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Strontium detection confirms heavy elements form in neutron star mergers

25 Oct 2019, 15:05 UTC
Strontium detection confirms heavy elements form in neutron star mergers
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The first spectroscopic evidence that heavy elements are created by the merger of two neutron stars has been found by an international team of scientists. By analysing light captured by the Very Large Telescope in Chile, the team has shown that strontium was produced in a huge “kilonova” explosion that followed such a merger. As well as confirming that neutron-star mergers are a significant source of heavy elements, the study also provides the first spectroscopic evidence that neutron stars comprise neutron-rich matter.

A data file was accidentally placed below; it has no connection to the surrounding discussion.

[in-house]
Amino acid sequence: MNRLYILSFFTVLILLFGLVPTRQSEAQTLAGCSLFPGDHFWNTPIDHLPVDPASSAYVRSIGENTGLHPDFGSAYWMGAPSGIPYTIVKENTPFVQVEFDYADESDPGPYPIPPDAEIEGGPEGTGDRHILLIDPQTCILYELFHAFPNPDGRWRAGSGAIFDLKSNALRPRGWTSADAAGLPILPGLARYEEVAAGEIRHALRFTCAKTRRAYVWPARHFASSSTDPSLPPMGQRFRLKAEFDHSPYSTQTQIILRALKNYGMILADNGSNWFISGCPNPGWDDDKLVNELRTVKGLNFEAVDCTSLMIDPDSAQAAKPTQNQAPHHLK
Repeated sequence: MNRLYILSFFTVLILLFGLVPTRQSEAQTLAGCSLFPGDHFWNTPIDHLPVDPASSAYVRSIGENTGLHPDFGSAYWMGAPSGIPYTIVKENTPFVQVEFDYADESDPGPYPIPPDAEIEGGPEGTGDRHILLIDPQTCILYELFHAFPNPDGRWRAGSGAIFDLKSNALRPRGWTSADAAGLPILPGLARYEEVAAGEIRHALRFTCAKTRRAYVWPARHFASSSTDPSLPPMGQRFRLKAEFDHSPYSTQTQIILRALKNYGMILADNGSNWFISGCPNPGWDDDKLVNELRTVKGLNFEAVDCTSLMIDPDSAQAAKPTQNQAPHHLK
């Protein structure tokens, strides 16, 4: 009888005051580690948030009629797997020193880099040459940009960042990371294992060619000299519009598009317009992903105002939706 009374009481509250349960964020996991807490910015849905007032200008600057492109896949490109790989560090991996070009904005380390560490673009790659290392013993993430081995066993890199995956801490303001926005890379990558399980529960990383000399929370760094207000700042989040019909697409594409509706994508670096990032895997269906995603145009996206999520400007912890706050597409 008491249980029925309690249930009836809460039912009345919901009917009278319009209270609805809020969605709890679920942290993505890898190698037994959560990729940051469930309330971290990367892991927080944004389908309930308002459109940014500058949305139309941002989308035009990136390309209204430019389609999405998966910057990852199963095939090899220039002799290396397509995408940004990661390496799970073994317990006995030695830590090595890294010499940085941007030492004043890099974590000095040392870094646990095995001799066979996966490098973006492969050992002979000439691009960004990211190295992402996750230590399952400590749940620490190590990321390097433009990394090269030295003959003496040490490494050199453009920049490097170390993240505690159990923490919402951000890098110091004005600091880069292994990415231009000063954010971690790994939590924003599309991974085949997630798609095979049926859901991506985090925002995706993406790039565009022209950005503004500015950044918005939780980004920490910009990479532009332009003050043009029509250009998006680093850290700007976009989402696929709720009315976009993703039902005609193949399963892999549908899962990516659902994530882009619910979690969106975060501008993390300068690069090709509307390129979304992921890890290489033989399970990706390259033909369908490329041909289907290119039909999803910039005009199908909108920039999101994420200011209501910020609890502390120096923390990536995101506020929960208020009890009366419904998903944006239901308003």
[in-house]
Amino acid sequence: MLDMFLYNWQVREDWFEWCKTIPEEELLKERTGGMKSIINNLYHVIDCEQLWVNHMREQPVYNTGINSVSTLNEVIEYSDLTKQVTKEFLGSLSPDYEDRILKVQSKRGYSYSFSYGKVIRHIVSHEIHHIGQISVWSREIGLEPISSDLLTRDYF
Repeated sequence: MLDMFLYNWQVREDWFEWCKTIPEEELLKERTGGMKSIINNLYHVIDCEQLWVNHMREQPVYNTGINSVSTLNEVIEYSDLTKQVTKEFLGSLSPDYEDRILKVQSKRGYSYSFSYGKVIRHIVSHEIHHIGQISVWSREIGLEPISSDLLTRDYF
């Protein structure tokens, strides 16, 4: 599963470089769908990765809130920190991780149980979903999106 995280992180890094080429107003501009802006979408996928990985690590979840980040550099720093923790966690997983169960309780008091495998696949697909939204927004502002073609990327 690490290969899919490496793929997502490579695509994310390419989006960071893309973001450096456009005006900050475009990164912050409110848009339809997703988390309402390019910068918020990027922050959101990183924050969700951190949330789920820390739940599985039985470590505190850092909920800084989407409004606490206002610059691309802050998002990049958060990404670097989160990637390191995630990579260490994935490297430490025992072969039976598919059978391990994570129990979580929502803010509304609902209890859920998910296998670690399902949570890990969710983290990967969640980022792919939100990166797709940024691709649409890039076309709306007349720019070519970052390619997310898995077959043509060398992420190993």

Physicists already know that hydrogen and helium were created shortly after the big bang and that heavier elements up to and including iron are formed by nuclear fusion within stars. But the origins of the 64 naturally occurring elements heavier than iron have been difficult to pin down. One potential source is asymptotic giant branch (AGB) stars, which are cool and luminous objects. The slow neutron capture process (s-process) of nucleosynthesis is believed to occur in these stars, creating about half of the heavy elements in the universe.
The other half is believed to be created by the rapid neutron capture process (r-process) of nucleosynthesis. This requires an enormous flux of neutrons and is thought to ...

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